model.parameters["index"].frozen = True


## Modeling the background¶

Gammapy fitting framework assumes the background to be an integrated model. Thus, we will define the background as a model, and freeze its parameters for now.

[12]:

background_model = BackgroundModel(maps2D["background"])
background_model.parameters["norm"].frozen = True
background_model.parameters["tilt"].frozen = True

[13]:

dataset = MapDataset(
models=model,
counts=maps2D["counts"],
exposure=maps2D["exposure"],
background_model=background_model,
psf=psf_kernel,
)

[14]:

%%time
fit = Fit([dataset])
result = fit.run()

CPU times: user 1.34 s, sys: 19.4 ms, total: 1.36 s
Wall time: 1.37 s


To see the actual best-fit parameters, do a print on the result

[15]:

print(model)

SkyModel

name     value    error   unit      min        max    frozen
--------- ---------- ----- -------- ---------- --------- ------
lon_0 -5.363e-02   nan      deg        nan       nan  False
lat_0 -5.057e-02   nan      deg -9.000e+01 9.000e+01  False
amplitude  4.294e-11   nan cm-2 s-1        nan       nan  False
index  2.000e+00   nan                 nan       nan   True
emin  1.000e-01   nan      TeV        nan       nan   True
emax  1.000e+01   nan      TeV        nan       nan   True

[16]:

result.parameters.to_table()

[16]:

Table length=9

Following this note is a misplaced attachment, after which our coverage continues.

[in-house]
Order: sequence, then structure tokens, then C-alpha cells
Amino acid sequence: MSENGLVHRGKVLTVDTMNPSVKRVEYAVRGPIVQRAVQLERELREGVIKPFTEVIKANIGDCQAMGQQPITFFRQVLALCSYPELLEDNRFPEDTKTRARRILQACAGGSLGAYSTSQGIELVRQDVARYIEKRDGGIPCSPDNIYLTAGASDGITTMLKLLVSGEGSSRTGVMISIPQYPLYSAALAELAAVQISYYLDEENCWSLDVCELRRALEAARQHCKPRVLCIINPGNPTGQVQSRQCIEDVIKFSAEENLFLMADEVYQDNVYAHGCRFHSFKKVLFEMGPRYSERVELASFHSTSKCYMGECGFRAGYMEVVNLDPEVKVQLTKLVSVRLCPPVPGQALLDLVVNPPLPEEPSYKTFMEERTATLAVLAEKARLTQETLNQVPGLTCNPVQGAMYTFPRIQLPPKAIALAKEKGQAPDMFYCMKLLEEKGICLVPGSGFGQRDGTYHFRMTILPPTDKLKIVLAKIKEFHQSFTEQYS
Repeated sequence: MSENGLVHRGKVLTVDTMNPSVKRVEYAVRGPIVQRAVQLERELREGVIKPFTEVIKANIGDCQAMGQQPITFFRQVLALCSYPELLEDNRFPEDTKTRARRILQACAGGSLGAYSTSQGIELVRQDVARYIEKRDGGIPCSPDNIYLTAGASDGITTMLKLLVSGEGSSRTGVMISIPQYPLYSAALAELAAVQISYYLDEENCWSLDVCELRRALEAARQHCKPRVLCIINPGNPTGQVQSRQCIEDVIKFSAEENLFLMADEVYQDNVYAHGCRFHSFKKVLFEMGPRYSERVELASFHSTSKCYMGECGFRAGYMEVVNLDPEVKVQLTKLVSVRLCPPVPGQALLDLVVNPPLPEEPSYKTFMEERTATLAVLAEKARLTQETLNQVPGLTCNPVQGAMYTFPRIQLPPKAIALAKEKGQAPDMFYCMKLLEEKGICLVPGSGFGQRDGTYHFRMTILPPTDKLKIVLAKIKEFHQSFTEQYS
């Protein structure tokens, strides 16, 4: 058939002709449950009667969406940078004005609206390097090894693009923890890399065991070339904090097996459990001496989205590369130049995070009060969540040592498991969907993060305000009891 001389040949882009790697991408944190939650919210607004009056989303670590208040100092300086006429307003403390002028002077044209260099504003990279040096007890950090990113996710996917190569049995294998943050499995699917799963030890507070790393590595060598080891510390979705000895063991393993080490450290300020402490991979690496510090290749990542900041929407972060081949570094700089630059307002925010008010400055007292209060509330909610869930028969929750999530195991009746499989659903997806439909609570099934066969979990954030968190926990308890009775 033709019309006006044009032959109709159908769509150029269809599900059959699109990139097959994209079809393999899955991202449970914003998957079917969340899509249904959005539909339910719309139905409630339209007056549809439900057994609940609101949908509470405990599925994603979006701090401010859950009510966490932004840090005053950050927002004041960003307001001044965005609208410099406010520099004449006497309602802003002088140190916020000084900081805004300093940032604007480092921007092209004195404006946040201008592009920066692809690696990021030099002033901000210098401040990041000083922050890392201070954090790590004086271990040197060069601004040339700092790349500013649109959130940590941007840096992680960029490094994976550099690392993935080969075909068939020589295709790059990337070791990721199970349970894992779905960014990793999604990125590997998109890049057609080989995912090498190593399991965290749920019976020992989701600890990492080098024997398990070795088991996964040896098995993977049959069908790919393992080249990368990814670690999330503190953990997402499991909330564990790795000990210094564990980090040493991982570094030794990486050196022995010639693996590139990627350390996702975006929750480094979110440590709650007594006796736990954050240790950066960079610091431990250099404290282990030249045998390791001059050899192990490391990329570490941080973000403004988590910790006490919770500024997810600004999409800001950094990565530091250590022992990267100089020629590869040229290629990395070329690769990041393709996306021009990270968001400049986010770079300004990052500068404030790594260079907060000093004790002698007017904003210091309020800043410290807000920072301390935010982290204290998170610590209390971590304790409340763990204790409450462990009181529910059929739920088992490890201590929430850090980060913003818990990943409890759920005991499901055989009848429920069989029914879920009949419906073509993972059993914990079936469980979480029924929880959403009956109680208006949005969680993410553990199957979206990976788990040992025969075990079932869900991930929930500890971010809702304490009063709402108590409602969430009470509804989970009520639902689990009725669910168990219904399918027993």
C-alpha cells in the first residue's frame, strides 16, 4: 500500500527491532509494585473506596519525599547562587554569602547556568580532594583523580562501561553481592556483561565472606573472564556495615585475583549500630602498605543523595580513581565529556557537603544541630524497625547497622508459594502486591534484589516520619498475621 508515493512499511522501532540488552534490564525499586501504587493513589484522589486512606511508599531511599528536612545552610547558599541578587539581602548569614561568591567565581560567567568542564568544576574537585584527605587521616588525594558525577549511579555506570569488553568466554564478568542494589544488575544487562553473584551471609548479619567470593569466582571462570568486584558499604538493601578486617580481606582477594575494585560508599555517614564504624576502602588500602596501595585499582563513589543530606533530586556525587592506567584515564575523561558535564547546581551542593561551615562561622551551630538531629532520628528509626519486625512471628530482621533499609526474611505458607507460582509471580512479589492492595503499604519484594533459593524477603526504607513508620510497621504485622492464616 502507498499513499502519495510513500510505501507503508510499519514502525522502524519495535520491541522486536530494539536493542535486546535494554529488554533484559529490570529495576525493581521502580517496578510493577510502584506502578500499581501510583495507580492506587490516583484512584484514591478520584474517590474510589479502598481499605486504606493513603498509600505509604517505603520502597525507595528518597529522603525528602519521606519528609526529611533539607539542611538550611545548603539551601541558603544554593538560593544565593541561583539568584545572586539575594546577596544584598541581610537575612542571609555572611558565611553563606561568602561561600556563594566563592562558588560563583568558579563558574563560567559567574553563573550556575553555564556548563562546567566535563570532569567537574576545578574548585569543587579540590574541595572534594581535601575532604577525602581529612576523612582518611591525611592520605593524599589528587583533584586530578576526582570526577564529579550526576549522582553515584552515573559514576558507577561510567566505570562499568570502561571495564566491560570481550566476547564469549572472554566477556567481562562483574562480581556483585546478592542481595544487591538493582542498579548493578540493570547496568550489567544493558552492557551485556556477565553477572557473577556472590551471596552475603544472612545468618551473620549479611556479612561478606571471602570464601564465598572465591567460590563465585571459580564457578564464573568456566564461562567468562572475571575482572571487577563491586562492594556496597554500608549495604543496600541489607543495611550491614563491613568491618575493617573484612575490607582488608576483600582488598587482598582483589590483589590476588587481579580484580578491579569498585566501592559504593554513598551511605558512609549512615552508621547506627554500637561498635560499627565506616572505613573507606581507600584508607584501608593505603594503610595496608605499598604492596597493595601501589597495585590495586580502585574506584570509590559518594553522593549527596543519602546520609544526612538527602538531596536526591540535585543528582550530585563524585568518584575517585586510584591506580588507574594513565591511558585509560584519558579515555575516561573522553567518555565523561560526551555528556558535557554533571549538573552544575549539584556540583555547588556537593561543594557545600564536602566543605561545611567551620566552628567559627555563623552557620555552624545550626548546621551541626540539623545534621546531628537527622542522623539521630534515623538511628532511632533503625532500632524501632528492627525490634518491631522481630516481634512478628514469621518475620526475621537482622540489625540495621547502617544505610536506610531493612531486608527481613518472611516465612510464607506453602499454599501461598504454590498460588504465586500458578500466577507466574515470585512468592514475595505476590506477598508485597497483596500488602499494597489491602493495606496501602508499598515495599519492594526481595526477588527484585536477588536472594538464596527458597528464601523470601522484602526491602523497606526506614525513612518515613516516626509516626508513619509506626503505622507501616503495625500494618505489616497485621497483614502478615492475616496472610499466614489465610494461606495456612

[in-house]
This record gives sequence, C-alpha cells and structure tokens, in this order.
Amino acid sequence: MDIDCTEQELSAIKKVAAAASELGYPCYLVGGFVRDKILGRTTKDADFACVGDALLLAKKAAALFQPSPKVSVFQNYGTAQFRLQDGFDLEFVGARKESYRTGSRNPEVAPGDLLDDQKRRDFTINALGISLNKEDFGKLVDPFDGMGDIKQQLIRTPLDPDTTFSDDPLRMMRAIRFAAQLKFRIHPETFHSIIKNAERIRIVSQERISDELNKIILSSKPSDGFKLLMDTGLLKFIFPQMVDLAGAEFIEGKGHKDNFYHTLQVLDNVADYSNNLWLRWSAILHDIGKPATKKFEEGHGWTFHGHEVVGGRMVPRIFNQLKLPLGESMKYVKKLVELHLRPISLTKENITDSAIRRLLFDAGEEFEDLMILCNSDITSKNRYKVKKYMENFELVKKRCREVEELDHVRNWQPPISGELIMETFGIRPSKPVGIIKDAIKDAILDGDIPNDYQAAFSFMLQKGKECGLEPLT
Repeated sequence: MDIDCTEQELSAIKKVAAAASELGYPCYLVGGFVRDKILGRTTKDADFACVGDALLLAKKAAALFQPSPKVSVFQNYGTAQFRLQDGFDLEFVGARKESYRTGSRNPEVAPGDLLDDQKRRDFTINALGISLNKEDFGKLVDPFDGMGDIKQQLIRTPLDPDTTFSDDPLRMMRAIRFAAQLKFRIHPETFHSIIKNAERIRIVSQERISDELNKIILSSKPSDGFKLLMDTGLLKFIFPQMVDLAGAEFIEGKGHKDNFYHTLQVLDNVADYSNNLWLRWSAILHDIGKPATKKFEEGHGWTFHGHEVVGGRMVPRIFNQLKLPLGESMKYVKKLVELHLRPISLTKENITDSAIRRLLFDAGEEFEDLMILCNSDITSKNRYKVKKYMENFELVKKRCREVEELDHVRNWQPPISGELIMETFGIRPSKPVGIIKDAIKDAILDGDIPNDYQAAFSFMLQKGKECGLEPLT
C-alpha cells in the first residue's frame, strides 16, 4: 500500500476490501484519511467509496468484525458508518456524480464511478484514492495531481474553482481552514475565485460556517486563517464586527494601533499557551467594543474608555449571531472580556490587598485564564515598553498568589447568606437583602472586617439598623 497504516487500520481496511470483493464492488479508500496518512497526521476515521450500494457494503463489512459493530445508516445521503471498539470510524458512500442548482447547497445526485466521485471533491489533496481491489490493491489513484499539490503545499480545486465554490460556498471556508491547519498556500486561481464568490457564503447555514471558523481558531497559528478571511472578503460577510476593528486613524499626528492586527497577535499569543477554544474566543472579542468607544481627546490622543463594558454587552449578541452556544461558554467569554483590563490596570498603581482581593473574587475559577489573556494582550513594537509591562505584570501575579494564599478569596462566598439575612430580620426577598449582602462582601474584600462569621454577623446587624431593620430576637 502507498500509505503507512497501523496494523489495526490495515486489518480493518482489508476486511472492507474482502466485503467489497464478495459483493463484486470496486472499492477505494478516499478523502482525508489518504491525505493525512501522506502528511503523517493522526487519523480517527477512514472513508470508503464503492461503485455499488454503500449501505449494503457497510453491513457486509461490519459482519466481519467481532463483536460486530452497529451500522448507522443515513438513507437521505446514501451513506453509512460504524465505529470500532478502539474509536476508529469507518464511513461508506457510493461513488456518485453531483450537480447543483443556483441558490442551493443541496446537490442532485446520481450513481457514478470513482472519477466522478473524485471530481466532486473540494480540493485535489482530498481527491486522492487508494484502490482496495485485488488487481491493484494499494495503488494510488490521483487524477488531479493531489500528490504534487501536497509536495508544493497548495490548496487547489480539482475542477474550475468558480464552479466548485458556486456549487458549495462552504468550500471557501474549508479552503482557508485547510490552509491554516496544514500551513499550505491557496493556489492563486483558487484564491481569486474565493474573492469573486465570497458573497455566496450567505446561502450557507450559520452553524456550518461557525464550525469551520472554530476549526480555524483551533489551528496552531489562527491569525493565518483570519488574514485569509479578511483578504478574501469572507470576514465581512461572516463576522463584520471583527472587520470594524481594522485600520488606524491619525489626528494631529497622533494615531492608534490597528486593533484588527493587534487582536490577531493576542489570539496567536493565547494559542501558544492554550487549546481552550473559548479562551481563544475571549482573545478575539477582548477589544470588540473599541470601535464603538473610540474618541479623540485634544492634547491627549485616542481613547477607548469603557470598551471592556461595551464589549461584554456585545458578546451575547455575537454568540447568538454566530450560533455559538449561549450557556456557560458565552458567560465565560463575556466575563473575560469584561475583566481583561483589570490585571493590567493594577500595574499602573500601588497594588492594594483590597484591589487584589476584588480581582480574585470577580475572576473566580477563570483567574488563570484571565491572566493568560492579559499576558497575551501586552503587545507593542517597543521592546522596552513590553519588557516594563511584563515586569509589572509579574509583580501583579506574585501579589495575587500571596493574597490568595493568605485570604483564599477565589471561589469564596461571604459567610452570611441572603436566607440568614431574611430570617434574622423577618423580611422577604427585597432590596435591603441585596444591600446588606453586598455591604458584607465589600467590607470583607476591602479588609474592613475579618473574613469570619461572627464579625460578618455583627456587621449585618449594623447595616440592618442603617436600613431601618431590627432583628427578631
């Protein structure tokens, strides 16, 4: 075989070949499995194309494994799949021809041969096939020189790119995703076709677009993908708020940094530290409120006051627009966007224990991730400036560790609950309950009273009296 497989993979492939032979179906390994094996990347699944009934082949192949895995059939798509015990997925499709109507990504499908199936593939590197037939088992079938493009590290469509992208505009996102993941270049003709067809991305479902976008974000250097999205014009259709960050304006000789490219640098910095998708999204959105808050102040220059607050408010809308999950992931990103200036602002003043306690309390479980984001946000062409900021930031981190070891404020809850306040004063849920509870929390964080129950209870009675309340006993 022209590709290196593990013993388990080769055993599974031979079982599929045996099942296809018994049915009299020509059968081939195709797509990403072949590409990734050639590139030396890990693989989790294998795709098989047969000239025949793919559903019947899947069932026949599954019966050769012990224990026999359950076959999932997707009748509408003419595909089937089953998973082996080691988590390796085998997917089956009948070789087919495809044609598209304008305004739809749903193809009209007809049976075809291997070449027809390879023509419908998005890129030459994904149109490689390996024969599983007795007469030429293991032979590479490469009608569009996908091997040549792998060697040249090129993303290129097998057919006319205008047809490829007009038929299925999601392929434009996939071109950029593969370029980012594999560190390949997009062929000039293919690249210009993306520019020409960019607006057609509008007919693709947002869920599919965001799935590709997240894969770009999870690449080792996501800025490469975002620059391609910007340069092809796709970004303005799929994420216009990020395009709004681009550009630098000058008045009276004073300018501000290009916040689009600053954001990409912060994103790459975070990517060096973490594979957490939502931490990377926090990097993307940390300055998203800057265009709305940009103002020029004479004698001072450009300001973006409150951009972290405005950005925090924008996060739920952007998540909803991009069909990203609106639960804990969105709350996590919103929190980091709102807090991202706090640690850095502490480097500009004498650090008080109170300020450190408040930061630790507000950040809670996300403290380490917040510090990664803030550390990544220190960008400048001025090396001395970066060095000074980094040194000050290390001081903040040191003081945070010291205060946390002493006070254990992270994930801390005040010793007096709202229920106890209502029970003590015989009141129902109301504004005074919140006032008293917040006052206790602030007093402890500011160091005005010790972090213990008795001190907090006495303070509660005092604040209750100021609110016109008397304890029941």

namevalueerrorunitminmaxfrozen
str9float64float64str8float64float64bool
lon_0-5.363e-023.261e-03degnannanFalse
lat_0-5.057e-023.308e-03deg-9.000e+019.000e+01False
amplitude4.294e-111.747e-12cm-2 s-1nannanFalse
index2.000e+000.000e+00nannanTrue
emin1.000e-010.000e+00TeVnannanTrue
emax1.000e+010.000e+00TeVnannanTrue
norm1.000e+000.000e+000.000e+00nanTrue
tilt0.000e+000.000e+00nannanTrue
reference1.000e+000.000e+00TeVnannanTrue
[17]:

result.parameters.correlation[:4, :4]

/Users/terrier/Code/gammapy-dev/gammapy/gammapy/modeling/parameter.py:528: RuntimeWarning: invalid value encountered in true_divide
return self.covariance / np.outer(err, err)

[17]:

array([[ 1.        ,  0.07391212, -0.02417381,         nan],
[ 0.07391212,  1.        , -0.03242375,         nan],
[-0.02417381, -0.03242375,  1.        ,         nan],
[        nan,         nan,         nan,         nan]])


## Classical Ring Background Analysis¶

No we repeat the same analysis but using a classical ring background estimation. We define an exclusion mask and then use the gammapy.cube.RingBackgroundMaker.

[18]:

geom_image = geom.to_image().to_cube([energy_axis.squash()])

regions = CircleSkyRegion(center=spatial_model.position, radius=0.3 * u.deg)


[19]:

ring_maker = RingBackgroundMaker(
)

[20]: